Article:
Next, we wanted to determine if and to what degree miRNAs contribute to the differentiation and viability of the intestinal epithelium. We derived mice lacking functional miRNAs in the intestinal epithelium by crossing Dicer1loxP/loxP
conditional mutant mice to Villin-Cre transgenic mice 5, 19
. qPCR analysis confirmed the effective deletion of Dicer1
in the small intestinal epithelium at both three and ten weeks of age (). In addition, we confirmed the ablation of Dicer1
at the functional level by determining the abundance of two intestinal miRNAs, mmu-miR-21 and mmu-let-7b (). Both were dramatically but not completely reduced, reflecting residual Dicer1
and miRNA expression in cell populations where the Villin-Cre transgene is silent, such as mesenchymal or immune cells. This notion is supported by the fact that expression of mmu-let-7b, which is thought to be present in all cell types, is reduced by a smaller percentage than mmu-miR-21, which is enriched in epithelial cells, in our mutant mice 20
. Collectively, these results indicate that Dicer1
is functionally ablated in the intestinal epithelium of Dicer1loxP/loxP
; Villin-Cre mice.
Mice with conditional ablation of Dicer1 in the intestinal epithelium display impaired growth, fat absorption, and water retention
; Villin-Cre mutants appeared normal at birth and were born in the expected Mendelian ratio (data not shown). Some severely affected mutants, approximately 10% of the total, did not survive to weaning and displayed severely stunted growth (data not shown). Mutant mice that survived fed normally but were significantly smaller than their littermate controls beginning at p10 (). This growth impairment continued through weaning (p21), when the food source is switched from the mother’s milk to starch-based chow. After approximately two weeks on normal chow, surviving mutants began to catch up in weight with their control littermates, becoming indistinguishable in size by seven weeks of age (). In conjunction with impaired growth, pre-weaned pups had noticeably pale and loose stool. Oil-red-O staining on fecal smears from pre-weaned (p19) mutants showed the presence of large fat droplets, which were absent from control stool (). Once weaned and subsisting on normal mouse chow, which has only 13.5% kcal from fat as compared to the 80% kcal from fat in mouse milk 21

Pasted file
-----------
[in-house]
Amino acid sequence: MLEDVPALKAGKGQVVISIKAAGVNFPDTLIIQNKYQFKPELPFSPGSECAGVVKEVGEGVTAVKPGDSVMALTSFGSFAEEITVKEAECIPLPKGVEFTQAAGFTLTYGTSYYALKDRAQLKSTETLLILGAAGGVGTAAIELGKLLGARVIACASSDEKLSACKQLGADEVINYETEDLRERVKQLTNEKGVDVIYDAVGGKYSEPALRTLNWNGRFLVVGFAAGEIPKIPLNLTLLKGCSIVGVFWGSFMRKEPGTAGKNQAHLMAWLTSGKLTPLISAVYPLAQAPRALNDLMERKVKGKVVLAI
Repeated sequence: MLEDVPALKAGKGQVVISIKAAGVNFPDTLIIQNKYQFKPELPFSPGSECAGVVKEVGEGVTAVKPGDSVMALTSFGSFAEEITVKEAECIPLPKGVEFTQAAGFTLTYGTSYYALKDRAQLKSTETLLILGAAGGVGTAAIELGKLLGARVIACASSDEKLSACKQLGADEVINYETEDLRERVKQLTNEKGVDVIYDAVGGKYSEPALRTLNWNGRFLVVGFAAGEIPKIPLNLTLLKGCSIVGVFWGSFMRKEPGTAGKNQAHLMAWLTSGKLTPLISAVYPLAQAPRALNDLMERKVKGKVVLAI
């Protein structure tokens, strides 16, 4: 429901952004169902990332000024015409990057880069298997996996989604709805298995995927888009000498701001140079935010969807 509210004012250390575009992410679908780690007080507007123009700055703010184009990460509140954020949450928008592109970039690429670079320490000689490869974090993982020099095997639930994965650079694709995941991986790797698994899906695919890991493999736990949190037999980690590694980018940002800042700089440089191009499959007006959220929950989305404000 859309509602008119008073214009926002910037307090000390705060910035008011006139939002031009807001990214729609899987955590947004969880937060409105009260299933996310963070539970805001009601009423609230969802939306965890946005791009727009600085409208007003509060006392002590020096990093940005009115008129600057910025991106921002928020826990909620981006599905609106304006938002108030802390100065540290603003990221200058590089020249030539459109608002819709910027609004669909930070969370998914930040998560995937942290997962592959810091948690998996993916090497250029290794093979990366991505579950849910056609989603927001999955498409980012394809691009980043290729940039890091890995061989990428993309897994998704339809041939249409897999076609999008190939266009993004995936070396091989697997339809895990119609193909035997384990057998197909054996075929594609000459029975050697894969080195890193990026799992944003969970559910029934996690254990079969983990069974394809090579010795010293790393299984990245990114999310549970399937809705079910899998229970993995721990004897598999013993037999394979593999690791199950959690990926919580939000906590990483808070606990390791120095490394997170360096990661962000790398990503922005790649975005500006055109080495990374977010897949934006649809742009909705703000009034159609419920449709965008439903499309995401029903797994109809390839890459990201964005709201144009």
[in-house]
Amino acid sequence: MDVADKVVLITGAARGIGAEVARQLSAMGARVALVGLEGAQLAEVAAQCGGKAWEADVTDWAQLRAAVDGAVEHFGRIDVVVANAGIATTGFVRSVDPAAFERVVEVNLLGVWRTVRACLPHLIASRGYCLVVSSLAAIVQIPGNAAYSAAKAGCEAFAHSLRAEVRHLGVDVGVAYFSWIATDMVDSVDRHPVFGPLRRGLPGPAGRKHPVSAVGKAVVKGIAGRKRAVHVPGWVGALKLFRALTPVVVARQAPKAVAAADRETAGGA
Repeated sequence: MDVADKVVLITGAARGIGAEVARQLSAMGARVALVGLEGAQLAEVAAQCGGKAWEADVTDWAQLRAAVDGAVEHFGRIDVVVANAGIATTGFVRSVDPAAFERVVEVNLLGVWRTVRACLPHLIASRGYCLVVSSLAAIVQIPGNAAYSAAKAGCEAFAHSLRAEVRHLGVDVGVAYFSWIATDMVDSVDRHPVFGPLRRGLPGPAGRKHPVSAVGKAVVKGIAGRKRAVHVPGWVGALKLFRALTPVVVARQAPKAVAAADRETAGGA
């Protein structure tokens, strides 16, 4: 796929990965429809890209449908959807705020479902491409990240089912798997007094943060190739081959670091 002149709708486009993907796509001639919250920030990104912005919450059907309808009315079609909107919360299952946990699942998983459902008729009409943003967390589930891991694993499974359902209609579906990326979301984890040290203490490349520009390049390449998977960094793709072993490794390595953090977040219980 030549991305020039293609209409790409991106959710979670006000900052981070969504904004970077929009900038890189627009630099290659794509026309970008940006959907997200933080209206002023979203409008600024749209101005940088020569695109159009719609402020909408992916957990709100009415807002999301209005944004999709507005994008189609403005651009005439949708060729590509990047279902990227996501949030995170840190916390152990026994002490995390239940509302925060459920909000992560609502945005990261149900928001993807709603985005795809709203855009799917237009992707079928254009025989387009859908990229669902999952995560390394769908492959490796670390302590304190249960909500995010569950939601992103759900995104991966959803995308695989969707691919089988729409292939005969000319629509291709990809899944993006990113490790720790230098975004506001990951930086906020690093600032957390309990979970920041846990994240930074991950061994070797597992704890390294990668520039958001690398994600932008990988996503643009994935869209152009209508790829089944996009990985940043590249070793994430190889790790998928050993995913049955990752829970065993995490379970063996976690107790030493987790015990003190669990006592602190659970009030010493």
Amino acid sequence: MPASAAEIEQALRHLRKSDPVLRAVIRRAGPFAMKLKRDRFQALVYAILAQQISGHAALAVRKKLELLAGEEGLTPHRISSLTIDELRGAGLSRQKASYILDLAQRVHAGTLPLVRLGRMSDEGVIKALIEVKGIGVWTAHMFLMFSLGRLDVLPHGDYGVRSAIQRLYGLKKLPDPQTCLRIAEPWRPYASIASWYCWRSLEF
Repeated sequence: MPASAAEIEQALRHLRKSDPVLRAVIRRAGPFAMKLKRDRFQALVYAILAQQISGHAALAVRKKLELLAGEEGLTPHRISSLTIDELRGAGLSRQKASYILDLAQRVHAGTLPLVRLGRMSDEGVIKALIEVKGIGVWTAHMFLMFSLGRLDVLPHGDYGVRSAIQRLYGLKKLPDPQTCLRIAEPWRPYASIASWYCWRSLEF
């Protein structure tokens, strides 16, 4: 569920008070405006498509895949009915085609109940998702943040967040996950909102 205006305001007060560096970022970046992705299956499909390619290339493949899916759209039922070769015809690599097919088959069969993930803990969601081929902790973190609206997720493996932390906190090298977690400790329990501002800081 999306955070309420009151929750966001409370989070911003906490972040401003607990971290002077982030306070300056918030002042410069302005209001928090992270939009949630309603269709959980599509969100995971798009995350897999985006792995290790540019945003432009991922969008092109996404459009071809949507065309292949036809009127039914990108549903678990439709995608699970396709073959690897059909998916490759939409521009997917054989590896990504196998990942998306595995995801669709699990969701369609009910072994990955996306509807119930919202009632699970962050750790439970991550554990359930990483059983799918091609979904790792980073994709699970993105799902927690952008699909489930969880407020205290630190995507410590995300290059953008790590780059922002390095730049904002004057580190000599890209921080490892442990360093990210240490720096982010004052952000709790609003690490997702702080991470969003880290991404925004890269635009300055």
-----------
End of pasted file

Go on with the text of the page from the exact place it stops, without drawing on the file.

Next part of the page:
, mutant mice no longer produced fatty stool (data not shown). However, when we placed Dicer1loxP/loxP
; Villin-Cre mice on a “Western Diet” of 45% kcal from fat, mutants again had markedly increased levels of fat in their stool as compared to controls, even after only two days on the diet (). Thus, Dicer1loxP/loxP